Department of transport says a road accident benefit scheme administrator (RABSA) will be appointed and placed in charge of compensation of defined benefits, rather that drawing court awards with legal costs from the road accident fund (RAF), which in turn will fall away.
The key change proposed by the draft legislation is a move away from the insurance-based system of compensation which has been largely unchanged in South Africa since its inception in 1946, to a system of defined and structured benefits.

Legal experts dealing with past claimants requesting payment from the RAF have commented that no compensation will be payable in terms of the proposed schedule of benefits for pain and suffering; loss of amenities of life; disfigurement and emotional suffering.    Also they warn that the cost of running the administration of such a system as RABSA is likely to “eat up” reserves.

More importantly, they say, the legislation “suggests” that only state healthcare and state tariffs would be provided for.

Insurance-based system out

On the subject of the key changes from the insurance-based system, DoT says the proposals state that “no civil action for damages in respect of bodily injury or death” in the case of a road accident be pursued against owner’s vehicles involved, drivers or employers of drivers.  Rather, payment is made in terms of the defined benefits of the new scheme regardless of who caused the accident.

DoT says the new Bill forms part of an initiative to replace the third party compensation method with a system that is “reasonable, equitable, affordable and sustainable”.

Other articles in this category or as background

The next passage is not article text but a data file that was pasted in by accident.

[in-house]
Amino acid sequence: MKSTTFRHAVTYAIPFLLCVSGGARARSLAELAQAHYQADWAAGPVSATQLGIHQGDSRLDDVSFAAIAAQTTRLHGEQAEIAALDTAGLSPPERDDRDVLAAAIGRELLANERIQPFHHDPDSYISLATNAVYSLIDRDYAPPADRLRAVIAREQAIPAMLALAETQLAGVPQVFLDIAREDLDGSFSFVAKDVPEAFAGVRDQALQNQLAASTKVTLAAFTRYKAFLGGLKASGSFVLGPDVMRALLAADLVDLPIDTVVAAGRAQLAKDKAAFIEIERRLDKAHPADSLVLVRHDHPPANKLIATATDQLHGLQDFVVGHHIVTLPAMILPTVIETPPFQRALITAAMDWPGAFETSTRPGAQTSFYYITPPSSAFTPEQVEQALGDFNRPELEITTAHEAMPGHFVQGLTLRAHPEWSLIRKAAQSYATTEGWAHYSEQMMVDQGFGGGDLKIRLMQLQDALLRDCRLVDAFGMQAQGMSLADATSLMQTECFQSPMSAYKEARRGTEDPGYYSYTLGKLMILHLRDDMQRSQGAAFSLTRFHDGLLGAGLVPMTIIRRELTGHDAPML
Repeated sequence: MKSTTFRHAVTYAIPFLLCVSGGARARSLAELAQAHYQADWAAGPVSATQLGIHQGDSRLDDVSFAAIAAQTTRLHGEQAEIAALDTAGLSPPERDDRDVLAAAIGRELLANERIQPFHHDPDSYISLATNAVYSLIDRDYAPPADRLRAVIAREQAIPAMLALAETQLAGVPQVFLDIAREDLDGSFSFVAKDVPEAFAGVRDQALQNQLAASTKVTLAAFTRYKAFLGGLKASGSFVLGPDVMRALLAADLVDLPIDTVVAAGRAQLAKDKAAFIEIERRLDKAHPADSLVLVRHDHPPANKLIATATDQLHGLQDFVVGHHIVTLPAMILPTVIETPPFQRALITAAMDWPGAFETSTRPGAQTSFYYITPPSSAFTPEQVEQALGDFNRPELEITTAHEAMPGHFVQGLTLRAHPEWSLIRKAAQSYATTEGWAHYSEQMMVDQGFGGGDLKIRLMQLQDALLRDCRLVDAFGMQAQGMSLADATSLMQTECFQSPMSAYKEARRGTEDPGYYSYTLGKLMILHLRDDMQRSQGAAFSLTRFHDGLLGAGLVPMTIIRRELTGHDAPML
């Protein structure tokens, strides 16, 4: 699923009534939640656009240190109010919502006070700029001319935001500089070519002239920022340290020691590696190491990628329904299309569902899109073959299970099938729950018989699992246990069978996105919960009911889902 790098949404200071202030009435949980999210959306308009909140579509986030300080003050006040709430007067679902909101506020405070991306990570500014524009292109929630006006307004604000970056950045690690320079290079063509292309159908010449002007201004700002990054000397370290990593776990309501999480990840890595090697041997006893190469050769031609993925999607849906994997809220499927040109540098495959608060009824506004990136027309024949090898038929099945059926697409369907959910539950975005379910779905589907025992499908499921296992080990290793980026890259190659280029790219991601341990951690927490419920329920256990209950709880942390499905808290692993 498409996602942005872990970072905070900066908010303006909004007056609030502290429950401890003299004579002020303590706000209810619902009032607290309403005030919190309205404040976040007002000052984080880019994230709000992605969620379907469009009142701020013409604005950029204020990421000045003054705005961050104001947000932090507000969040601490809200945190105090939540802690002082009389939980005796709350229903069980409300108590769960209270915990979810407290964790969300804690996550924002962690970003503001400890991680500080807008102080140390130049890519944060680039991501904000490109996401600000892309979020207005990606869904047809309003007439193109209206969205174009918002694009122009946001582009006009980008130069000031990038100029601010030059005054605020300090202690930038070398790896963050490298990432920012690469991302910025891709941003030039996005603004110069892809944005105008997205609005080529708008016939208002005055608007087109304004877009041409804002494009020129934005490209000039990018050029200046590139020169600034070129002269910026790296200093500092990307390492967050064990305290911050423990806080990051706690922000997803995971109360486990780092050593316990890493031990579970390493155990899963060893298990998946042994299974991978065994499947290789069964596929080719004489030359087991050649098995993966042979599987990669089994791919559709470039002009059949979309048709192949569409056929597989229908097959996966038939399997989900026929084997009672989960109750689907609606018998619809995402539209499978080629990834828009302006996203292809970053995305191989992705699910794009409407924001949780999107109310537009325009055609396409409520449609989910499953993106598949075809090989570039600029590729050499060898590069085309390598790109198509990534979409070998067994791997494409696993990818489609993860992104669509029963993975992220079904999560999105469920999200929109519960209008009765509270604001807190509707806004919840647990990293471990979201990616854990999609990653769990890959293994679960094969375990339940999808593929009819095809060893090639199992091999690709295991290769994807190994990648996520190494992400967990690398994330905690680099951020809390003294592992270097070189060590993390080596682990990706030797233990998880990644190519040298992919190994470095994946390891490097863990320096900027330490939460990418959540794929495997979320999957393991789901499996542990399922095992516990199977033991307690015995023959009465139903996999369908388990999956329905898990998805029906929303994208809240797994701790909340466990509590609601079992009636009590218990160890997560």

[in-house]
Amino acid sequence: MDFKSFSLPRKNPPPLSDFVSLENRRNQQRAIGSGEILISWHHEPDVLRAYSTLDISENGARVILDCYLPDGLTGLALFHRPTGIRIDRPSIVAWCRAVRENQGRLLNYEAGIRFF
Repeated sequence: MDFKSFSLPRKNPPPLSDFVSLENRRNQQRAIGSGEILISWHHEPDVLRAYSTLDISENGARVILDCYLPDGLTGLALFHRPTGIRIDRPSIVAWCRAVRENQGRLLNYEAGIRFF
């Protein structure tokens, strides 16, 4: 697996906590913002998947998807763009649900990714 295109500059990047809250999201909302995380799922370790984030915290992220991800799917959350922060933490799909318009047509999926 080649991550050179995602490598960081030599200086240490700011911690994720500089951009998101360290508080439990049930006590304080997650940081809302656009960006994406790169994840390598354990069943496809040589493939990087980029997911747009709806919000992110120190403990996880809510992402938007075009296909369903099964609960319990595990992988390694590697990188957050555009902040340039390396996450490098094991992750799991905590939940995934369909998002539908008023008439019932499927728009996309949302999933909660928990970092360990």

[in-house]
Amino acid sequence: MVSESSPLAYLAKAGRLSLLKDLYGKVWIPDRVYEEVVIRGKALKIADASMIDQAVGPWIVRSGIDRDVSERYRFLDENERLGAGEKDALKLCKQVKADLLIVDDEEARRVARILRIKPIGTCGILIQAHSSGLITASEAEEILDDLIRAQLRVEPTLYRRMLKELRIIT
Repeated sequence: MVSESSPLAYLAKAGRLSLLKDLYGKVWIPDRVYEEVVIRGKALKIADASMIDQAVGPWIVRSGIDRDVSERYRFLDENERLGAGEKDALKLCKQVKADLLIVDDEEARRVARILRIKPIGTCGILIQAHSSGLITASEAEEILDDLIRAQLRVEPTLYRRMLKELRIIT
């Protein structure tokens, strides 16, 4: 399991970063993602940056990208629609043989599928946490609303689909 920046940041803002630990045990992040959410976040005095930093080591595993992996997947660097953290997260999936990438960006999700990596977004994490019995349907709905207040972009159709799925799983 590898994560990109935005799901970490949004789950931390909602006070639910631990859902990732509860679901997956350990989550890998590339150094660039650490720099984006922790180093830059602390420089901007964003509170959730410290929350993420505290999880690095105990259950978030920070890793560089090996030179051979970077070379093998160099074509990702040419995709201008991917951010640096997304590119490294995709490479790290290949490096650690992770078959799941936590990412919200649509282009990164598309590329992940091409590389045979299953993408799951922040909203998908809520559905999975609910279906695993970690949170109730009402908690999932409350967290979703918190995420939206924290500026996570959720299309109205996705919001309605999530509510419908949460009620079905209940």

http://parlyreportsa.co.za//finance-economic/road-accident-fund-mess-continues/

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Road Accident Fund mess continues

In terms of its annual report tabled before Parliament recently the Road Accident Fund (RAF) remains technically bankrupt according to its CEO, Eugene Watson who was appointed to the post recently.

“The Road Accident Fund incurred a net loss of R16.487m during the year ended March 2012 and, as of that date, the entity’s total liabilities exceed its total assets by R46.395m”, he told parliamentarians.

In a separate report but incorporated into the presentation, the auditor general’s remarks were highlighted where it was stated that the financial position cast doubts on the RAF to operate as a going concern and there still be a lack of controls to curb the wastage of unnecessary expenditure.

Watson said funding models were being considered as an alternative, including funding from the road levy. Both funding and the approach to claims had to be re-considered, he said.

“The fund recorded a deficit of R16.5 billion in the financial year under review compared to a net deficit of R1.5bn in the previous year,” said Watson and this was as a result, he said, in provisions having to be made for outstanding claims. The figures he presented showed an increase from 2010/11 of R34bn to 2011/12 at R54bn.

The report highlights the fact that thousands of claimants have outstanding compensation cases and many involve claims serious injuries. Some of the claims have been outstanding for a number of years.

“Government need to consider interim legislative measures to ensure that inefficiencies in the current compensation system, which we cannot control, are contained”, he told the committee parliamentarians.